The aim of T-cell-based immune therapy for cancer has been to generate durable clinical benefit for patients. Following a generation of therapies that largely showed minimal activity, substantial toxicity, and no biomarkers to identify which patients benefit from treatment, early studies are showing signs that programmed death-ligand 1 (PD-L1) and programmed death-1 (PD-1) inhibitors are highly active. Preclinical and early data from clinical studies suggest that targeting this pathway can induce durable clinical responses in patients in a variety of tumor types, including lung and colon cancer. Furthermore, correlations with tumor PD-L1 expression may enable selection of patients most likely to benefit from treatment. The emerging data not only offer the hope of better cancer therapy but also provide evidence that changes our understanding of how the host immune system interacts with human cancer. ©2012 AACR.
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              PD-L1 expression in melanoma shows marked heterogeneity within and between patients: implications for anti-PD-1/PD-L1 clinical trials.

              This study evaluated the expression of PD-L1 in immunotherapy-naïve metastatic melanoma patients to determine longitudinal intrapatient concordance and correlate PD-L1 status with clinicopathologic characteristics and outcome. PD-L1 expression was assessed by immunohistochemistry in 58 patients (43 primary tumors, 96 metastases). Seventy-two percent of patients had at least one specimen expressing PD-L1 in ≥ 1% of tumor cells. Median positive tumor cell count overall was low (8% in nonzero specimens). PD-L1 expression was frequently discordant between primary tumors and metastases and between intrapatient metastases, such that 23/46 longitudinal patient specimens were discordant. PD-L1 was associated with higher TIL grade but not with other known prognostic features. There was a positive univariate association between PD-L1 expression in locoregional metastases and melanoma-specific survival, but the effect was not observed for primary melanoma. In locoregional lymph node metastasis, PD-L1+/TIL+ patients had the best outcome, and PD-L1+/TIL- patients had poor outcome.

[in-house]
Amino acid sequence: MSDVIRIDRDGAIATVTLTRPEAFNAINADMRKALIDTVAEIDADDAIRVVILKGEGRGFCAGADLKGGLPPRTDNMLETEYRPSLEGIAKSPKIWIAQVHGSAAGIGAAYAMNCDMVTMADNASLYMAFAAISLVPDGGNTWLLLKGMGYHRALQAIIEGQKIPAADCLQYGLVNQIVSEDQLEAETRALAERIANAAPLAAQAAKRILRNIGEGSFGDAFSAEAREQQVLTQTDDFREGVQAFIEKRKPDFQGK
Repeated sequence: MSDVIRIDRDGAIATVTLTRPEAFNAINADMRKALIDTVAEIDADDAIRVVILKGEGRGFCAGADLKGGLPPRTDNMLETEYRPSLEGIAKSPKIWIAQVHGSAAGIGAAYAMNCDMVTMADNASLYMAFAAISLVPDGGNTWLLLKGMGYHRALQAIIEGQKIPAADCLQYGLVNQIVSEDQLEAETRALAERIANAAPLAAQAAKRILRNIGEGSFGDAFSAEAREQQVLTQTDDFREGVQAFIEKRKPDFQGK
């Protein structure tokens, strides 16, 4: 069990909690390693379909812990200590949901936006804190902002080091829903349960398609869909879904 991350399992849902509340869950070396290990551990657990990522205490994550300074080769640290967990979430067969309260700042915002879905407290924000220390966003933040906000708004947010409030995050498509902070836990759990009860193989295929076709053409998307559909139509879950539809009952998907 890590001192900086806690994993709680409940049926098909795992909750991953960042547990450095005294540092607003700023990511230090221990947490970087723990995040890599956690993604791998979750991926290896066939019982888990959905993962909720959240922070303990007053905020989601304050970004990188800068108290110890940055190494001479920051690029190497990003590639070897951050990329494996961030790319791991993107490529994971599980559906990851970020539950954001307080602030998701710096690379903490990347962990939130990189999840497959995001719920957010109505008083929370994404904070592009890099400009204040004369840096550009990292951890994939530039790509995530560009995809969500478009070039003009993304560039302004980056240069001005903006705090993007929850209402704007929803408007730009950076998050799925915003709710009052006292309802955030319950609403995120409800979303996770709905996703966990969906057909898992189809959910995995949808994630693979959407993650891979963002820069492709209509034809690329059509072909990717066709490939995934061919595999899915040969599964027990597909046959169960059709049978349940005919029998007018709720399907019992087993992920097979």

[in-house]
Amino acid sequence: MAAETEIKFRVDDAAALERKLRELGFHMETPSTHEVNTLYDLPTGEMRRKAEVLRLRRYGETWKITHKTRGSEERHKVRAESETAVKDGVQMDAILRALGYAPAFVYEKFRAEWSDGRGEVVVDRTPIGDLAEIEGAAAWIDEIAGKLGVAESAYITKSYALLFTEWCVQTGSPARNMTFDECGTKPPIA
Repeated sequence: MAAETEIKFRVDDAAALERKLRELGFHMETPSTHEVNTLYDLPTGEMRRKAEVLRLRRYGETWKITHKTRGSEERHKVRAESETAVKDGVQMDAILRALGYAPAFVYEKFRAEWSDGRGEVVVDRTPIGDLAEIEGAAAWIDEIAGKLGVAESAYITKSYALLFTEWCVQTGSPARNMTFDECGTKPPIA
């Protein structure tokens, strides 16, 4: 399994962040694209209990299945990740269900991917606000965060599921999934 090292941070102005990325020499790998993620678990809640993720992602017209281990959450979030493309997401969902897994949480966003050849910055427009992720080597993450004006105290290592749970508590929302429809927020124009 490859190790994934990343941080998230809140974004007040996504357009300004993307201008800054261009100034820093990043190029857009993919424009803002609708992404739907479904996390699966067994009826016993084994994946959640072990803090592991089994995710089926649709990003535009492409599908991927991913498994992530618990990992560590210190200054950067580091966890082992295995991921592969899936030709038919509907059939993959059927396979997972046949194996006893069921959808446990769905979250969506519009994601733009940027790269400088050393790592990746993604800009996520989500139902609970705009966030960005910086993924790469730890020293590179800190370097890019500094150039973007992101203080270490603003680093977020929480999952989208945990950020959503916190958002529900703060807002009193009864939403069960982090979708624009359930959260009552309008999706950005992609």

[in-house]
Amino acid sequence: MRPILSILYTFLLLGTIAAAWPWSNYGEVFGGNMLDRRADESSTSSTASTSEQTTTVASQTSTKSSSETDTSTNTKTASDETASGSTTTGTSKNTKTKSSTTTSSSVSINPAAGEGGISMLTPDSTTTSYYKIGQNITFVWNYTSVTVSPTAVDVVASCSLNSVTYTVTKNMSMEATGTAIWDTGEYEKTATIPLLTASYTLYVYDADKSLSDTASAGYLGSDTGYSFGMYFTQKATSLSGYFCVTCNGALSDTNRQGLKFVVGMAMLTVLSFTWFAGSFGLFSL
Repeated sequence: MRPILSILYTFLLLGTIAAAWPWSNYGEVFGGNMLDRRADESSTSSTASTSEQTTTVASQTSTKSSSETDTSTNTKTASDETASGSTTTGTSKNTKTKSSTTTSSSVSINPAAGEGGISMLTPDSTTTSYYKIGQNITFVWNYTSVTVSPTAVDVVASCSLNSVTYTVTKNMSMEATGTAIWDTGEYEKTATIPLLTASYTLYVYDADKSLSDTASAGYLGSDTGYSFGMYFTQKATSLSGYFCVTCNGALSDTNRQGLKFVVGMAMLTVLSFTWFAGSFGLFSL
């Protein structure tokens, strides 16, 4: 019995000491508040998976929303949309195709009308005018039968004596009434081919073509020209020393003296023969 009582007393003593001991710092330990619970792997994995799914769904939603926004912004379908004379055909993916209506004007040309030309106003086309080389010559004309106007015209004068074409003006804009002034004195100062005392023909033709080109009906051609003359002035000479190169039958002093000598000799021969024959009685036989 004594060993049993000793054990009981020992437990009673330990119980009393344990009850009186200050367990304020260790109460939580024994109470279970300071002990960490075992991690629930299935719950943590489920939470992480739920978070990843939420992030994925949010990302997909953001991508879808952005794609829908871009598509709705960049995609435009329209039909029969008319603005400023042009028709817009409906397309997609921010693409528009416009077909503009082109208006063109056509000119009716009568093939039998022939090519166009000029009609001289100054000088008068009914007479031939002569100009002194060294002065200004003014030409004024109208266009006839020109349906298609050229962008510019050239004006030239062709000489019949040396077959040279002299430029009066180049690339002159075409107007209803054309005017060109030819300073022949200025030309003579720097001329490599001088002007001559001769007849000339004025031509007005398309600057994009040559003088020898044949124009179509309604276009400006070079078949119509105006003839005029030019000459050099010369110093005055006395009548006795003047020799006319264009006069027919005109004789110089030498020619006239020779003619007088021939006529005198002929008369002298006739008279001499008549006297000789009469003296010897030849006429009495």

Author and article information

                Drug Des Devel Ther
                Drug Des Devel Ther
                Drug Design, Development and Therapy
                Drug Design, Development and Therapy
                Dove Medical Press
                04 February 2019
                : 13
                : 523-538
                [1 ]Cancer Center, West China Hospital, Sichuan University, Chengdu, China, mingliu721@ 123456aliyun.com
                [2 ]State Key Laboratory of Biotherapy and Collaborative Innovation Center of Biotherapy, West China Hospital, Sichuan University, Chengdu, China, mingliu721@ 123456aliyun.com
                [3 ]Department of Gastrointestinal Surgery, West China Hospital, Sichuan University, Chengdu, China
                [4 ]Department of Gynecology, West China Second Hospital, Sichuan University, Chengdu, China
                [5 ]Department of Medical Oncology, First Affiliated Hospital of Zhengzhou University, Zhengzhou University, Zhengzhou, China
                Author notes
                Correspondence: Ming Liu, Cancer Center, West China Hospital, Sichuan University, 37 Guoxue Alley, Chengdu 610041, China, Tel +86 288 547 5576, Fax +86 288 547 5576, Email mingliu721@ 123456aliyun.com
                © 2019 Tie et al. This work is published and licensed by Dove Medical Press Limited

                The full terms of this license are available at https://www.dovepress.com/terms.php and incorporate the Creative Commons Attribution – Non Commercial (unported, v3.0) License ( http://creativecommons.org/licenses/by-nc/3.0/). By accessing the work you hereby accept the Terms. Non-commercial uses of the work are permitted without any further permission from Dove Medical Press Limited, provided the work is properly attributed.

                Original Research

                Pharmacology & Pharmaceutical medicine

                meta-analysis, atezolizumab, cancer, efficacy, safety